S&P Global Ratings has upgraded New Jersey’s general obligation bonds from stable to positive, the second major ratings agency to give New Jersey a betting outlook in the last few weeks.
Moody’s Investor Services moved the state from stable to positive as well.
Gov. Phil Murphy, who is up for re-election this year, said New Jersey is getting “our fiscal house in order.”
“Making the first full contribution to the pension system in 25 years, and paying off a sizable amount of current debt while avoiding future debt, proves we can return New Jersey’s financial footing to solid ground, all while remaining committed to our values and investing in our people,” Murphy said.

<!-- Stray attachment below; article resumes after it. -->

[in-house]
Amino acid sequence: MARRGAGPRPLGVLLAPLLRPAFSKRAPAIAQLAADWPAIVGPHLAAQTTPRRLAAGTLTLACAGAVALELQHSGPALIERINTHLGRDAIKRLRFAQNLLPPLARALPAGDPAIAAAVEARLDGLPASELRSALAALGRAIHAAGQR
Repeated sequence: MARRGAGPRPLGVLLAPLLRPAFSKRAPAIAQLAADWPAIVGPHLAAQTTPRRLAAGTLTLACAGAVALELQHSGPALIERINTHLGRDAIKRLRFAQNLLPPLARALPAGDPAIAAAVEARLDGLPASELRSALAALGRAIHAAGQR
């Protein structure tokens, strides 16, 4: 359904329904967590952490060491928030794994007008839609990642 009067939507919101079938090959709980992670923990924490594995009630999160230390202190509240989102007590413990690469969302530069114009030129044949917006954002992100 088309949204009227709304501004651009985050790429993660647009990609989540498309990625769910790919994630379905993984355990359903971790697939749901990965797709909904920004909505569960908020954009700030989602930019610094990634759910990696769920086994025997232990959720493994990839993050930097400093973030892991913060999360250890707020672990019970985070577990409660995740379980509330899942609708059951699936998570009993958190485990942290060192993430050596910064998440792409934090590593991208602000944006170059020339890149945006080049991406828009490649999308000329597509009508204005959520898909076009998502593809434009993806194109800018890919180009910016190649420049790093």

State Treasurer Elizabeth Muoio cited controlling healthcare costs building a surplus as a major reason for the upgrade.
“The outlook revision reflects our view that the decisions made by the state on how to spend surplus revenues in fiscal years 2021 and 2022 could position New Jersey to materially improve its long-term liability profile,” said Tiffany Tribbitt, an S&P Global Ratings credit analyst. “Specifically, efforts to improve pension funding could result in maintenance of a combined funded ratio of more than 40%, which we consider supportive of a higher rating.”
But S&P cited several weaknesses, including a large structural operating deficit and unfunded pension liability, and a high debt burden.
This story was updated at 3:41 PM with a headline that more accurately reflects the story.